The creative department is a large open plan mezzanine floor above the account handlers’ seats. Newhaven currently has two creative teams – Howells and Radcliffe along with another creative team (copywriter Paul Mason and art director Mark Harrison) who had previously worked at The Union – working on a variety of accounts that range from Scottish Equitable to the Scottish Executive’s range of public information work.

One of the tasks that Mason and Harrison have to do is select a director for their latest TV campaign for a confidential client. The client had already approved the ads and reading the short and punchy scripts it was clear that they had a certain style in mind.

And so an hour is taken up looking over directors’ show reels and shortlisting potential directors. One show reel impresses the pair a lot – however they suspected that the director is American as all the ads are from ‘across the pond’. They are also for Budweiser. “Ah well,” says Mason. “We can pass that on to the team downstairs and they can deal with that end of things.”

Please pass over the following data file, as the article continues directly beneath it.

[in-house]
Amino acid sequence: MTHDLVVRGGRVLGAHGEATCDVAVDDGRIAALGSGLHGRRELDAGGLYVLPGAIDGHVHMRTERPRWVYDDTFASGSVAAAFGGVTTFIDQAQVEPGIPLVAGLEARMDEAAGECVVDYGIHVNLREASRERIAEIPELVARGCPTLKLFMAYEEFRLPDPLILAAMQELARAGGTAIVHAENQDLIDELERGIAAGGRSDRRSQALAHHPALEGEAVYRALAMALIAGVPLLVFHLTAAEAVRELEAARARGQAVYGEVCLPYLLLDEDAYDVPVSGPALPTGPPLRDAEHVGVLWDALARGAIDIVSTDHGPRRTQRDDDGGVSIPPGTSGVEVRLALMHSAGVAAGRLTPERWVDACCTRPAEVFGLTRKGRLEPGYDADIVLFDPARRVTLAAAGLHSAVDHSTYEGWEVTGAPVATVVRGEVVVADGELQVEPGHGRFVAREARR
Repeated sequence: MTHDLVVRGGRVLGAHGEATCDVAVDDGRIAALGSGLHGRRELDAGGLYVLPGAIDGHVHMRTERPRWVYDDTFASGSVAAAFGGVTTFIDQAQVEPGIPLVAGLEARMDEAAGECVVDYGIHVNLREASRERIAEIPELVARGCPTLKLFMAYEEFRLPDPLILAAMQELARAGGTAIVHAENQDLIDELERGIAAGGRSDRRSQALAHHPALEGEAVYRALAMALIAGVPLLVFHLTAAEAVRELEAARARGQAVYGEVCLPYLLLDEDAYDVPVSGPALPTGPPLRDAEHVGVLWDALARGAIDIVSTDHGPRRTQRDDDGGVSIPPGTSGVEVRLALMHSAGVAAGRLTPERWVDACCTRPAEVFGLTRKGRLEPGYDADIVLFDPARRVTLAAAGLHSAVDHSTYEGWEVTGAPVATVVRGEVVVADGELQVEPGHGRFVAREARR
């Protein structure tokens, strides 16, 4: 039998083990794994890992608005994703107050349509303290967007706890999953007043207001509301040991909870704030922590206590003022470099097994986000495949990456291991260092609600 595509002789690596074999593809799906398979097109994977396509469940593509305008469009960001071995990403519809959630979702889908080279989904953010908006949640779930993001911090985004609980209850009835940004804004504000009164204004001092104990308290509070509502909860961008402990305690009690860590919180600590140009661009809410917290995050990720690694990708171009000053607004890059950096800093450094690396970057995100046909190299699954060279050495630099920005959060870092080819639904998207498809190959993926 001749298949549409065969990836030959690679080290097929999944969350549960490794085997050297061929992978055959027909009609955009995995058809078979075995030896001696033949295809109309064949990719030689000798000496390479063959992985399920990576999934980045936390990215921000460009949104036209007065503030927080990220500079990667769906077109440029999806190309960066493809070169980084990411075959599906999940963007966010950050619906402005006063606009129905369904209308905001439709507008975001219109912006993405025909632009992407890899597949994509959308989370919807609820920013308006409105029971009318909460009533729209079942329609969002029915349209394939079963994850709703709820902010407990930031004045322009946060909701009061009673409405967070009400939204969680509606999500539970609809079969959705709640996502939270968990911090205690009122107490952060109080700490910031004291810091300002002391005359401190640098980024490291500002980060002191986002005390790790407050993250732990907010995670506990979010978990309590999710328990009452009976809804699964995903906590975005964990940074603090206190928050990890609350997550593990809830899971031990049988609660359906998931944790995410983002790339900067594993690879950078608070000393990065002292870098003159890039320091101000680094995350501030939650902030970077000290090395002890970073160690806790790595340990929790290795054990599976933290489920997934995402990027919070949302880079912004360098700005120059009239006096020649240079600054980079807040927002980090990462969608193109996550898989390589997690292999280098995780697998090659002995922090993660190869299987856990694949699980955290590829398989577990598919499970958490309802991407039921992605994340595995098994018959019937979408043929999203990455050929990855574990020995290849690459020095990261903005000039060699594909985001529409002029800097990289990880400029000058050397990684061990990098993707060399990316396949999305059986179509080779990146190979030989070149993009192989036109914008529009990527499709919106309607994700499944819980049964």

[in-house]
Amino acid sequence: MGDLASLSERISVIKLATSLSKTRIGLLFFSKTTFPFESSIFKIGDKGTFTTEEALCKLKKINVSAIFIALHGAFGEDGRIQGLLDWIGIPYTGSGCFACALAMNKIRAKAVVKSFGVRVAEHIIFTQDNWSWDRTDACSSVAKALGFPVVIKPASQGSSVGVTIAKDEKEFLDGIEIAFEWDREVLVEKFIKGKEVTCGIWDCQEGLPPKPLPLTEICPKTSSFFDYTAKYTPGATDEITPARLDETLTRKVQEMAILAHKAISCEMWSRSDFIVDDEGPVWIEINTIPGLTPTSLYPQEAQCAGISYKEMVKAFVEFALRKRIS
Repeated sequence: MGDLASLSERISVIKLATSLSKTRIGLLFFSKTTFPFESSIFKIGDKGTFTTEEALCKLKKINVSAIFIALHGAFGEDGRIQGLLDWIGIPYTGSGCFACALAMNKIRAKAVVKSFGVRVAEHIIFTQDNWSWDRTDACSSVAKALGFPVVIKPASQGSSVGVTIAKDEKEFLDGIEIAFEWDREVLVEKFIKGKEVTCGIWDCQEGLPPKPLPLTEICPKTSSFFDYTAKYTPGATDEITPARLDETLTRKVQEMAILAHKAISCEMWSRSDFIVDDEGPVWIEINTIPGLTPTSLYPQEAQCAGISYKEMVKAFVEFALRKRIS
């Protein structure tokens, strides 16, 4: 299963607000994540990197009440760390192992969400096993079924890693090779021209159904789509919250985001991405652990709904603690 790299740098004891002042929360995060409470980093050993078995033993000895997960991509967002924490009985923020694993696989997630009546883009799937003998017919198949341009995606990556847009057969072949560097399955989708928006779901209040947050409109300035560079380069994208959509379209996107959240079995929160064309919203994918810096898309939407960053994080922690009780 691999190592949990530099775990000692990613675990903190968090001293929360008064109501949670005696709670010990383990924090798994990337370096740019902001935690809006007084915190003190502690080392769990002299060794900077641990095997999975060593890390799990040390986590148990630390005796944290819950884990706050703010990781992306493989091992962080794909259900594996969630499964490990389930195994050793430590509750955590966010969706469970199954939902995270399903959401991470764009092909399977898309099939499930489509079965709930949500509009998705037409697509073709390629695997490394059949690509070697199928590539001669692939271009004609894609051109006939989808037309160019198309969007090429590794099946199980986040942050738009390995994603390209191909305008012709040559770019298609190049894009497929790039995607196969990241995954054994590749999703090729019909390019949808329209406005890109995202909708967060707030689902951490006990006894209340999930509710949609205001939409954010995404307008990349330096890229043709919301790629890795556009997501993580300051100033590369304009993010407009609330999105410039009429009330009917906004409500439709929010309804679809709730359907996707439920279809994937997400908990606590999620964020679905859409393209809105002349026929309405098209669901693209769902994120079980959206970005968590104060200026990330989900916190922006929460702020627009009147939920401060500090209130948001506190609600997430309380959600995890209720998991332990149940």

After compiling a shortlist, Mason comments: “That is always the difficult thing – we have to make sure that we both want the same director and hope that they are available when we need them.”

Which raises an interesting point – while the creative department is always aware of the budget that needs to be adhered to, they do not limit their choices in order to stick to it.

“I do think that if the client wants a certain quality then they have to pay for it,” comments Radcliffe. “I mean I have heard clients say, ‘well we have given them X amount of the budget, but really we have far more than that, we just want to see how well they can do on as little as possible’. That just simply is not good for the industry. Yes, directors or commercial production companies might want to get some quality ads on their show reel to bump them up, and do it for free. But, at the end of the day it is bad for the industry and it is not a route that we like to travel down.”